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The Future of Caregiving (1/2): The Caregiving Cliff

Family caregivers have become the backbone of long-term care services. But as the average life expectancy in developed countries rises by 2-3 years every ten calendar years, whereas the Total Fertility Rate has been halved in 60 years, we won’t have the capacity to meet the demand for caregivers. We are heading toward the “caregiving cliff” as the number of older individuals needing care will greatly exceeds the supply of caregivers. 

About 4 in 10 American adults identified themselves as a family caregiver according to the Pew Research Center. Caregiving is usually defined as care for a relative or friend to help them take care of themselves, from personal needs and household chores, to personal finances, social visits and rides to practicians. About 80% of care at home is provided by informal unpaid caregivers. Unpaid family caregiving is valued at $450 billion a year by AARP. Note that a large majority provide care for a relative (85%), with 49% caring for a parent or parent-in-law, and 10% for a spouse.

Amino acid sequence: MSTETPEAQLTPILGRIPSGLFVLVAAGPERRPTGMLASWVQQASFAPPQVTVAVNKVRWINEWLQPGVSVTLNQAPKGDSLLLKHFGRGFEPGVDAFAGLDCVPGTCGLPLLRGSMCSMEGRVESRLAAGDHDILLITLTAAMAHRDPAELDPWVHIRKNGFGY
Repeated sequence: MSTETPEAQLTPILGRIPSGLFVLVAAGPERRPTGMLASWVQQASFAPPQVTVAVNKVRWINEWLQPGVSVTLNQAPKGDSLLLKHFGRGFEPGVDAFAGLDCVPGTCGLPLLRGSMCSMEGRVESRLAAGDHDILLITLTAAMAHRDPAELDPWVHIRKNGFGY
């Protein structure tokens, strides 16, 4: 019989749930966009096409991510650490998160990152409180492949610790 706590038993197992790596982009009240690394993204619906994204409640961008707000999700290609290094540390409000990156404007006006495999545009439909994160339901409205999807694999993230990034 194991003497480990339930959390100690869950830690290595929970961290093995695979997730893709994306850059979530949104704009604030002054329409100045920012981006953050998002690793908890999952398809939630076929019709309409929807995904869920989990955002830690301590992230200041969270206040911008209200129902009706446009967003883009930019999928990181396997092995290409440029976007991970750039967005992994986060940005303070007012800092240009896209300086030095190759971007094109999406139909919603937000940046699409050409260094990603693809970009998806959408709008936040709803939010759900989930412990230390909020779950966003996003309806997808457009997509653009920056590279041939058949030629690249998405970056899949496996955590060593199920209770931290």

The impact is economic but also psychological and societal. A majority of caregivers (60%) are female and if 60% of caregivers were employed at some point during the year, almost all of them reported having to make “workplace adjustments” (cutting back on working hours, taking a leave of absence…) as a result of caregiving. Caregivers work an average of 18 hours a week providing care, even while the majority (60 percent) of family caregivers have full- or part-time jobs (based on 2014 data).

Family caregiving today is more complex, costly, stressful and demanding than ever before, as the AARP report underlines. 55% of family caregivers report being overwhelmed by the amount of care their family member needs, especially when the person cared for has dementia. 38% report a moderate (20%) to high degree (18%) of financial strain as a result of providing care. Furthermore, 22% of young adults (ages 16 to 25) who drop out of high school for personal reasons did so to care for a family member, according to public policy firm Civic Enterprises. 

As alarming as the upcoming caregiving cliff and the consequences of caregiving on one’s work and personal life, is the fact that family members are not always equipped to provide the care needed, lacking training, support and even supplies. More than half of all caregivers have been called on to perform medical and nursing tasks related to complex chronic conditions, such as multiple medications, wound care, injections, intravenous therapy, incontinence support, and more.

It is time for us as a society to rethink the future of caregiving and start designing the course of actions we want to happen!


Published by Sylvia

Futurist - Futures Thinking & Strategic Foresight

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